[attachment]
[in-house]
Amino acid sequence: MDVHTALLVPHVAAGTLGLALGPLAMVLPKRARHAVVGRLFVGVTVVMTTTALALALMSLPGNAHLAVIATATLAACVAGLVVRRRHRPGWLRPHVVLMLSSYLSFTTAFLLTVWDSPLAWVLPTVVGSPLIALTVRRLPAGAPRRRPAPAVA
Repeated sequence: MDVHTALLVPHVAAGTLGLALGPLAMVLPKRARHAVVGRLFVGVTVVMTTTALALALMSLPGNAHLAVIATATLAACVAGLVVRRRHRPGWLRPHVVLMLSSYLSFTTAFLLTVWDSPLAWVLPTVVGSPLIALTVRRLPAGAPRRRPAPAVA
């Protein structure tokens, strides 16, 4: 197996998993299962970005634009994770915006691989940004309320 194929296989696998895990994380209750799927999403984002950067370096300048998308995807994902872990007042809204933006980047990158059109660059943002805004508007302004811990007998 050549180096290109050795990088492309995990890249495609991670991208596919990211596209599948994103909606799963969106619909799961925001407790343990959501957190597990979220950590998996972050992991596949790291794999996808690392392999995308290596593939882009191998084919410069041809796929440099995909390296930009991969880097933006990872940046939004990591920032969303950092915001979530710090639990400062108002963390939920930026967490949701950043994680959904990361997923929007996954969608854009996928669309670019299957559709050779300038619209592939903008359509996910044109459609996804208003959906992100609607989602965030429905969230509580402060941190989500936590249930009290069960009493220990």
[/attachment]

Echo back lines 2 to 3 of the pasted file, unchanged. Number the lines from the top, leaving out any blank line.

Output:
Amino acid sequence: MDVHTALLVPHVAAGTLGLALGPLAMVLPKRARHAVVGRLFVGVTVVMTTTALALALMSLPGNAHLAVIATATLAACVAGLVVRRRHRPGWLRPHVVLMLSSYLSFTTAFLLTVWDSPLAWVLPTVVGSPLIALTVRRLPAGAPRRRPAPAVA
Repeated sequence: MDVHTALLVPHVAAGTLGLALGPLAMVLPKRARHAVVGRLFVGVTVVMTTTALALALMSLPGNAHLAVIATATLAACVAGLVVRRRHRPGWLRPHVVLMLSSYLSFTTAFLLTVWDSPLAWVLPTVVGSPLIALTVRRLPAGAPRRRPAPAVA